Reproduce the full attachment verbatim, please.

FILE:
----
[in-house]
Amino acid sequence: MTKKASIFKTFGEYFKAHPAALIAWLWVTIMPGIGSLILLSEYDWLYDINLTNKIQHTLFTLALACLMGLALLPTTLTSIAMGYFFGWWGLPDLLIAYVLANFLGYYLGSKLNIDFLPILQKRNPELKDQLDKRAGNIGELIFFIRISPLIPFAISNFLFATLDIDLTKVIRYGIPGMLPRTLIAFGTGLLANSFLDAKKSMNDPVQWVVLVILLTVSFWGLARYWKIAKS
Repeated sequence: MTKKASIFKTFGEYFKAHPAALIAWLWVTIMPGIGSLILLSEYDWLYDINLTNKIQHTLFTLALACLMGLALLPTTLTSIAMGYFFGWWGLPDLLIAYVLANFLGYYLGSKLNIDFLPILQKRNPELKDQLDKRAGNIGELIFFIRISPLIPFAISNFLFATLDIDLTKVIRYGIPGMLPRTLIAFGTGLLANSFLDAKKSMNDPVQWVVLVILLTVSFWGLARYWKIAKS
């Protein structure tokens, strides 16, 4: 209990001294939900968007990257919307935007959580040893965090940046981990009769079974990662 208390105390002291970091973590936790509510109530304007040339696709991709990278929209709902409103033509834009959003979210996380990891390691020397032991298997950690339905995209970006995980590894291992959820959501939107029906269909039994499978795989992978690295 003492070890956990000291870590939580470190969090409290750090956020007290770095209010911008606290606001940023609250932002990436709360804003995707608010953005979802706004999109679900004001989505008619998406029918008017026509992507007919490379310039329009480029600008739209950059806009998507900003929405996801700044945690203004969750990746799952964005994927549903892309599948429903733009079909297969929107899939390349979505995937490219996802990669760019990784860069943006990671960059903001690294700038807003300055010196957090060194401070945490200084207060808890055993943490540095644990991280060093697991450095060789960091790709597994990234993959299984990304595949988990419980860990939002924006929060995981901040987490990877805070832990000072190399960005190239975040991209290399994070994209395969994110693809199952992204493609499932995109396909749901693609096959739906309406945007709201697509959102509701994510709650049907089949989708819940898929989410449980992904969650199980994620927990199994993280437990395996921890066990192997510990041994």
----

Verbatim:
[in-house]
Amino acid sequence: MTKKASIFKTFGEYFKAHPAALIAWLWVTIMPGIGSLILLSEYDWLYDINLTNKIQHTLFTLALACLMGLALLPTTLTSIAMGYFFGWWGLPDLLIAYVLANFLGYYLGSKLNIDFLPILQKRNPELKDQLDKRAGNIGELIFFIRISPLIPFAISNFLFATLDIDLTKVIRYGIPGMLPRTLIAFGTGLLANSFLDAKKSMNDPVQWVVLVILLTVSFWGLARYWKIAKS
Repeated sequence: MTKKASIFKTFGEYFKAHPAALIAWLWVTIMPGIGSLILLSEYDWLYDINLTNKIQHTLFTLALACLMGLALLPTTLTSIAMGYFFGWWGLPDLLIAYVLANFLGYYLGSKLNIDFLPILQKRNPELKDQLDKRAGNIGELIFFIRISPLIPFAISNFLFATLDIDLTKVIRYGIPGMLPRTLIAFGTGLLANSFLDAKKSMNDPVQWVVLVILLTVSFWGLARYWKIAKS
């Protein structure tokens, strides 16, 4: 209990001294939900968007990257919307935007959580040893965090940046981990009769079974990662 208390105390002291970091973590936790509510109530304007040339696709991709990278929209709902409103033509834009959003979210996380990891390691020397032991298997950690339905995209970006995980590894291992959820959501939107029906269909039994499978795989992978690295 003492070890956990000291870590939580470190969090409290750090956020007290770095209010911008606290606001940023609250932002990436709360804003995707608010953005979802706004999109679900004001989505008619998406029918008017026509992507007919490379310039329009480029600008739209950059806009998507900003929405996801700044945690203004969750990746799952964005994927549903892309599948429903733009079909297969929107899939390349979505995937490219996802990669760019990784860069943006990671960059903001690294700038807003300055010196957090060194401070945490200084207060808890055993943490540095644990991280060093697991450095060789960091790709597994990234993959299984990304595949988990419980860990939002924006929060995981901040987490990877805070832990000072190399960005190239975040991209290399994070994209395969994110693809199952992204493609499932995109396909749901693609096959739906309406945007709201697509959102509701994510709650049907089949989708819940898929989410449980992904969650199980994620927990199994993280437990395996921890066990192997510990041994």